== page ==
Does the End of Quantitative Easing Mean the Beginning of a US Equity Boom?


Will Fed tightening drive the dollar higher, especially given slower growth in other global economies?  And will this lead to a flight to US equites?  That is the thesis of an article  by Madrid-based senior editor for MarketWatch, Barbara Kollmeyer.  She also writes that it is worth holding on to US equities this summer, in spite of trade tensions. 

We’ve asked EconVue contributors to respond to this forecast of US dollar and equity strength. 

Panel Discussion

Robert Shapiro
Robert Shapiro EXPERT

There’s too much pure speculation and not enough economics in this piece.  Of course, rising U.S. interest rates are normally accompanied by a strengthening dollar.  But the effect on the U.S. stock market depends on many other conditions.  Do the rising interest rates portend a looming end to the U.S. business cycle?  If so, foreign investors are more likely to turn bearish then bullish.  A stronger dollar against the Euro and Yen also means that foreign investors have to pay more Euros or Yen to buy a dollar’s worth of U.S. stock, so a positive impact on the U.S. stock market depends on the relative dimensions of the rise in U.S. returns and the rise in the dollar’s exchange value against the Euro or Yen.

Certain conditions certainly can drive up both the dollar and foreign investment in U.S. markets – for example, serious problems with the Euro; a regional crisis that makes global investors uneasy about European, Asian or Latin American economies; and out-of-sync business cycles, so other advanced economies weaken as the U.S. strengthens.  The resurgence of serious political and economic problems in Italy could lead to a sovereign debt crisis there that would endanger the Eurozone and its banking system.  That would certainly trigger capital flight to the U.S.  But that scenario is more likely txo not come to pass; and if it does, our banking system will be caught up in the undertow soon enough.  A regional crisis in the Middle East or the Korean peninsula is always possible, and on balance more so under the Trump administration – but again I wouldn’t advise playing the S&P futures market based on the possibility.  As for relative business cycles, ours seem more likely to weaken before Europe’s than the converse.  Incidentally, if foreign demand for dollars to pay interest on dollar-denominated debt abroad is as large as the writer claims, the U.S. Treasury still pays foreign owners of U.S. debt a lot more dollars in interest, and much of it quickly flows back home.

Karim Pakravan EXPERT

"Johnson’s premise is that U.S. monetary policy will cause a shortage of dollar liquidity, in combination with a strengthening dollar. In turn, this will cause a global currency crisis, which would then lead to a surge of capital flows to the United States in search of safety. It is true that emerging markets are the ones that could be the most hard hit by the double whammy a strong dollar and higher U.S interest rates.  Emerging market sovereign and corporate debt is estimated at $8.3 trillion, of which 75% is dollar-denominated.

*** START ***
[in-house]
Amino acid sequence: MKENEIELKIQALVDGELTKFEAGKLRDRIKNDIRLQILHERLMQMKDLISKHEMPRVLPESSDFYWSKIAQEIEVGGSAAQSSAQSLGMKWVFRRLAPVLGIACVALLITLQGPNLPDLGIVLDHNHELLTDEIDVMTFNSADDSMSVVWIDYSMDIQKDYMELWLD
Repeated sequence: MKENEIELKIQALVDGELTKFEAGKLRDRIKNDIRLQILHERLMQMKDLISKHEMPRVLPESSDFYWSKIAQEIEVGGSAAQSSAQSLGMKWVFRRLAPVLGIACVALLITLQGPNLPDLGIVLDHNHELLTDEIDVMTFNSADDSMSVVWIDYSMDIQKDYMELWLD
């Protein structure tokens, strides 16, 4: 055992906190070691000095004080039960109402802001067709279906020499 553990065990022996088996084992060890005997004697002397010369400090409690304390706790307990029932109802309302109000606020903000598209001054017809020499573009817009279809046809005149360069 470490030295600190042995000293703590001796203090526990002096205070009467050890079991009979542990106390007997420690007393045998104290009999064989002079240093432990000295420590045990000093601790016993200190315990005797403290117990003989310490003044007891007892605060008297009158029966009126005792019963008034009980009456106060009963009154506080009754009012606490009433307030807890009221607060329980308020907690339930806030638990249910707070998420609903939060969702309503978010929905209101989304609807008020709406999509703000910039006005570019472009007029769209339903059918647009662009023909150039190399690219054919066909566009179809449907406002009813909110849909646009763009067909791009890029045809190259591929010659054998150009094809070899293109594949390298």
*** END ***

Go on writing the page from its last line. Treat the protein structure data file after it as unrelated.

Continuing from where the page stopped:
However, there are several arguments against Johnson’s view.  First, strong U.S. growth will lead to a widening of the U.S. current account deficits, putting pressure on the dollar. Second, emerging markets are in a much stronger financial position, and can counter the impact of as stronger dollar, which means that we are unlikely to see a global currency crisis.  Third. eventually, other major countries will tighten their monetary policy too.  Finally, betting own a global currency crisis without looking at its impact on the U.S economy seems to be a counterintuitive argument for dollar strength,  Moreover, in the longer term, the unilateral moves by the United States to impose secondary sanctions on other countries and restrict access to the dollar payments system will accelerate the development of alternatives (both euro- and yuan-based), challenging the dollar supremacy."

Robert Madsen EXPERT

Johnson’s vision of the future is certainly possible.  The Fed’s tightening could trigger a global crisis, dollar appreciation, an inflow of foreign capital into US markets, and a surge in asset prices over the next couple of years.  It seems at least equally probable, however, that the administration’s mistaken economic policies will trigger a trade war and wipe out considerable stockmarket value.  There are, in other words, crisis scenarios in which American markets do not rally sharply—or at all.

Let’s assume for the moment, however, that Johnson’s prediction is correct and an unexpected influx of foreign capital drives up US asset prices over the medium term.  Would that be good for the United States as opposed to wealthy Americans?  In some important ways it would not.  For the loss of liquidity around the world would vitiate demand for US exports even as the prices of those exports rose.  American manufacturers and workers would be worse off in terms of both employment and wages.   Thus the distribution of income and wealth would grow even more inequitable and the popular anger that has proved such a potent force in US politics over the last decade intensify, inflicting deeper damage on social and political structures.  If that anger fueled greater skepticism regarding other countries and international institutions, as seems likely, the liberal international trade and financial order would suffer further erosion.  So while Johnson’s bullish prognostications might encourage financial firms and the broader services and technology sectors, they depend on trends that would be disadvantageous to the country as a whole.